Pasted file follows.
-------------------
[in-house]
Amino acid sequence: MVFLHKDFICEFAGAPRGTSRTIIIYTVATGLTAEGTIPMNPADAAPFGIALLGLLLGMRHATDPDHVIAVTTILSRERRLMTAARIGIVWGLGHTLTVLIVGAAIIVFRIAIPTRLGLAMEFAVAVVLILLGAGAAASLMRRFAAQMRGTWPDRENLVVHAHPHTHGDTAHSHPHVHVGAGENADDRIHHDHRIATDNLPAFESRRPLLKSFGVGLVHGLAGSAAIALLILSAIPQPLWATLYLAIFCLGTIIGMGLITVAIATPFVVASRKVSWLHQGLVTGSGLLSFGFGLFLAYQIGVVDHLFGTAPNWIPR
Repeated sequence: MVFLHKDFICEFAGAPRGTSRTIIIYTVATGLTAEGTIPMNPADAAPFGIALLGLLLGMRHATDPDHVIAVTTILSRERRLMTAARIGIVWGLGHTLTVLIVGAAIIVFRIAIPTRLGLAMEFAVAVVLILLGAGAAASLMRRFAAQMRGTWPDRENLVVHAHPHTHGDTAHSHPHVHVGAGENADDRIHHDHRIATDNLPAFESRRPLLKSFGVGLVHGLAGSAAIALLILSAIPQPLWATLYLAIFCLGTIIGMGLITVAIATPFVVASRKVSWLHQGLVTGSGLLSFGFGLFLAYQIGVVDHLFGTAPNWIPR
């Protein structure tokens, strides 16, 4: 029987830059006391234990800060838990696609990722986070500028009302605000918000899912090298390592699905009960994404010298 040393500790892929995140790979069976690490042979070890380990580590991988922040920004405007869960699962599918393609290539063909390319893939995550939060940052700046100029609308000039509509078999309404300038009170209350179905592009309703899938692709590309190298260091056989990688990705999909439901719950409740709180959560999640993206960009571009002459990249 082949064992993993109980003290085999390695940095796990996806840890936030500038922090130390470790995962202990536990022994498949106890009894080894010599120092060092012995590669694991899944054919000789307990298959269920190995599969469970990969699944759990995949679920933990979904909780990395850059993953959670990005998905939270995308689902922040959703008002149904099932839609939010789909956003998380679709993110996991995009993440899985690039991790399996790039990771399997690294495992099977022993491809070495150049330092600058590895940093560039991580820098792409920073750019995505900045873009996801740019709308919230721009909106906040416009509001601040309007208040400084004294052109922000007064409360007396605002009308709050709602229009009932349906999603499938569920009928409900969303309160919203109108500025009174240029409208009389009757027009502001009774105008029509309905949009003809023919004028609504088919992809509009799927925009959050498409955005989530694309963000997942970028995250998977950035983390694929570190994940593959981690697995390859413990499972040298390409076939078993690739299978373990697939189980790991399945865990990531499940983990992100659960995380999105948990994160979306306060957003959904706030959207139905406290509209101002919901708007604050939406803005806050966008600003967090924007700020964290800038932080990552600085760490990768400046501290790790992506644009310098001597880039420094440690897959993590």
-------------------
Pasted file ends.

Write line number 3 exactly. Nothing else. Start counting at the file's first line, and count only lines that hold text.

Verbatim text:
Repeated sequence: MVFLHKDFICEFAGAPRGTSRTIIIYTVATGLTAEGTIPMNPADAAPFGIALLGLLLGMRHATDPDHVIAVTTILSRERRLMTAARIGIVWGLGHTLTVLIVGAAIIVFRIAIPTRLGLAMEFAVAVVLILLGAGAAASLMRRFAAQMRGTWPDRENLVVHAHPHTHGDTAHSHPHVHVGAGENADDRIHHDHRIATDNLPAFESRRPLLKSFGVGLVHGLAGSAAIALLILSAIPQPLWATLYLAIFCLGTIIGMGLITVAIATPFVVASRKVSWLHQGLVTGSGLLSFGFGLFLAYQIGVVDHLFGTAPNWIPR